Editorial Notes

China phobia versus Chinese unification: The China Post

Pro-unification activists raising a Taiwanese flag in front of the Chiang Kai-shek Memorial Hall during the 70th anniversary of the 228 incident in Taipei on Feb 28, 2017.
Pro-unification activists raising a Taiwanese flag in front of the Chiang Kai-shek Memorial Hall during the 70th anniversary of the 228 incident in Taipei on Feb 28, 2017. PHOTO: AFP

In its editorial on March 1, the paper examines the ongoing debate between establishing closer relations with China and pushing for independence.

TAIPEI (THE CHINA POST/ASIA NEWS NETWORK) - One well-known quote, whose authorship is oft disputed, is: "If you are not a Communist at 20, you have no heart. If you are still a Communist at 35, you have no heart."

This may well sum up the attitude of young people in Taiwan used to have toward Chinese unification: Radical youth giving way to the wisdom of age.

That explains why the Taiwan Democratic Self-Government League, one of China's government-sanctioned eight democratic parties, held an expanded discussion meeting in Beijing last Saturday to mark the 70th anniversary of the Feb 28 Incident of 1947, and to declare that the carnage started seven decades ago was an uprising of the people of Taiwan against the despotic rule by the then-Kuomintang (Chinese Nationalist Party) government. This was as a part of the struggle for liberation of the Chinese people, a patriotic and democratic movement exemplifying their glorious tradition of Chinese patriotism.

At the same time, the league also concluded that current Taiwan independence and secession forces have distorted historic facts to stoke the feud between the native Taiwanese and Chinese mainlanders so as to politically polarise Taiwan. Their purpose being to help the Communist Party of China kick off a new peace offensive to force President Tsai Ing-wen to accept the "1992 Consensus," an unsigned modus vivendi under which former President Ma Ying-jeou maintained a detente between Taipei and Beijing for eight years.

Independence for Taiwan was first advocated by the Taiwan Communist Party, which Xie Xue-hong, at 27, founded at a photography shop in the French Settlement in Shanghai in 1928.

Its platform, which was drafted by the Japan Communist Party with the consent of its Chinese counterpart, endorsed independence from Japan.

Under the control of Communist International in Moscow, the Taiwan Communist Party had the founding of an independent state of Taiwan as its final objective. Its members were almost all younger than she was. They were not those who had no heart. They were arrested, and she was sentenced to 13 years in prison. Her party was dissolved.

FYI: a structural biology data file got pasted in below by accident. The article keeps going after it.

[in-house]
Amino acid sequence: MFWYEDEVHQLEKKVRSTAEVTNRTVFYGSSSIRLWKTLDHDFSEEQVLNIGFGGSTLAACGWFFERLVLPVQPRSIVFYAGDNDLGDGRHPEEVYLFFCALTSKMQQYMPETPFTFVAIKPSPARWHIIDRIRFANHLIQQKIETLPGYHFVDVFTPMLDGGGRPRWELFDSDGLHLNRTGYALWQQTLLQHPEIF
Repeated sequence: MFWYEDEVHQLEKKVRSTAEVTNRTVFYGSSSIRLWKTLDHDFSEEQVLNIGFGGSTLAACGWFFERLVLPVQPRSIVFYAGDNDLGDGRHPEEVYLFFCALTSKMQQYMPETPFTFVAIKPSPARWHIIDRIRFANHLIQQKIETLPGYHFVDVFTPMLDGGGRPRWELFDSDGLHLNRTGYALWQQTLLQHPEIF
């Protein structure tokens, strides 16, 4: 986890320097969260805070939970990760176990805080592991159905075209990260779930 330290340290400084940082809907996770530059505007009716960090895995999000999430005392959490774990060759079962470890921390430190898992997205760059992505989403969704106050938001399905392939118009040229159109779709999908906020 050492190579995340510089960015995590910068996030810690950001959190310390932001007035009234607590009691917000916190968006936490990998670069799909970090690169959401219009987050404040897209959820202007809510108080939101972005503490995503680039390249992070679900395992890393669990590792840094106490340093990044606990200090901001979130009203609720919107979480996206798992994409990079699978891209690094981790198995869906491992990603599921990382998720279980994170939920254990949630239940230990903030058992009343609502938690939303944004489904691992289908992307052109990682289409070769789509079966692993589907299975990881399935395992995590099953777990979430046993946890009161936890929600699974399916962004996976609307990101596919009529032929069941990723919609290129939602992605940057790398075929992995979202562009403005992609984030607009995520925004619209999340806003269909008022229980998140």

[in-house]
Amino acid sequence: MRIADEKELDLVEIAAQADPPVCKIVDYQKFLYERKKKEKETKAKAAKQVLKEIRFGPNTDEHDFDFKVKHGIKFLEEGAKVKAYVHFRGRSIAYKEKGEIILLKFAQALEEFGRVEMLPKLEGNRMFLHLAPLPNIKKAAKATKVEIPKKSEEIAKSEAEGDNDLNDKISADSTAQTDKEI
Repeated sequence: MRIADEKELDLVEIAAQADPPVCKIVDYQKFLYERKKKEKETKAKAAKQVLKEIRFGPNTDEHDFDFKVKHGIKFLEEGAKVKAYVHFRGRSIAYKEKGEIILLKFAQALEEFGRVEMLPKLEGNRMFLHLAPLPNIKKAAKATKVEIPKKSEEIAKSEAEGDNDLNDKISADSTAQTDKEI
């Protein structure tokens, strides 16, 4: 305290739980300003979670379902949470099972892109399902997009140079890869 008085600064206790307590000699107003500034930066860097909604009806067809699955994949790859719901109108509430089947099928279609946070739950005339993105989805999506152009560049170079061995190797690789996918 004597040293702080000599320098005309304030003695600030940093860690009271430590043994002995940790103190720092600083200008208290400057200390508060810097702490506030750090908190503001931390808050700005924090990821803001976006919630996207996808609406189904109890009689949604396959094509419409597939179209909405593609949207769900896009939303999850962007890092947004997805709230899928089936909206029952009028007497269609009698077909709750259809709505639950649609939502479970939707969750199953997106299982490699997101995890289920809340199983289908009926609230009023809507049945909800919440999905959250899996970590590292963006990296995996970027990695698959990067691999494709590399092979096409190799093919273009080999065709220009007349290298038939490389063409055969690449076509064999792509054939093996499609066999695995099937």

When Taiwan was restored to the Republic of China in 1945, all the people on Japan's colonial island rejoiced in their return to the motherland.

Soon, however, they were dissatisfied with the discriminatory administration of General Chen Yi, administrator-general of Taiwan, to the extent that they rioted en masse in the 228 Incident in which thousands, mostly from the younger generations, were massacred by government troops sent from China to suppress the island-wide riots, which General Chen reported to Chiang Kai-shek, leader of the Kuomintang, as an act of sedition.

Xie organised her 52nd Brigade of about 500 troops in Taichung to fight the only battle of the incident against the suppression force. They withdrew to Puli, where they were besieged, but she made her escape to Hong Kong where she formed the Taiwan Self-Government League, which moved its headquarters to Beijing after Mao Zedong had proclaimed the People's Republic of China and has since survived - though she was purged for her insistence on Taiwan independence while Mao's Red Guards were wreaking havoc.

Compare this to the situation now: Tsai doesn't seem to know the truth, and her government was ordered to find the truth of the 228 Incident to identify the chief culprits of the massacre in a futile attempt to uphold transitional justice.

Chen Shui-bian issued the same order while he was the president and declared Chiang Kai-shek the chief culprit.

Thus Tsai has to continue her campaign to dethrone Chiang. Her Minister of Culture Cheng Li-chiun held a press conference to announce that sales of Chiang's memorabilia and the broadcasting of "Ode to Chiang" at Chiang Kai-shek Memorial Hall had been banned. She added that the National Chiang Kai-shek Memorial Hall Act would be revised to change its name and remove his statue.

On the other hand, Beijing needs no peace offensive.

Tsai may try to organise her born independentistas into groupies like Mao's Red Guards to ensure her re-election, but won't succeed. Young people are no longer those who are not Communists at 20. They love fun more than their homeland of Taiwan or her. And they know China will eventually be unified.

They would surrender or flee if they could - and if Taiwan were economically starved enough.

The China Post is a member of The Straits Times media partner Asia News Network, an alliance of 22 news media entities.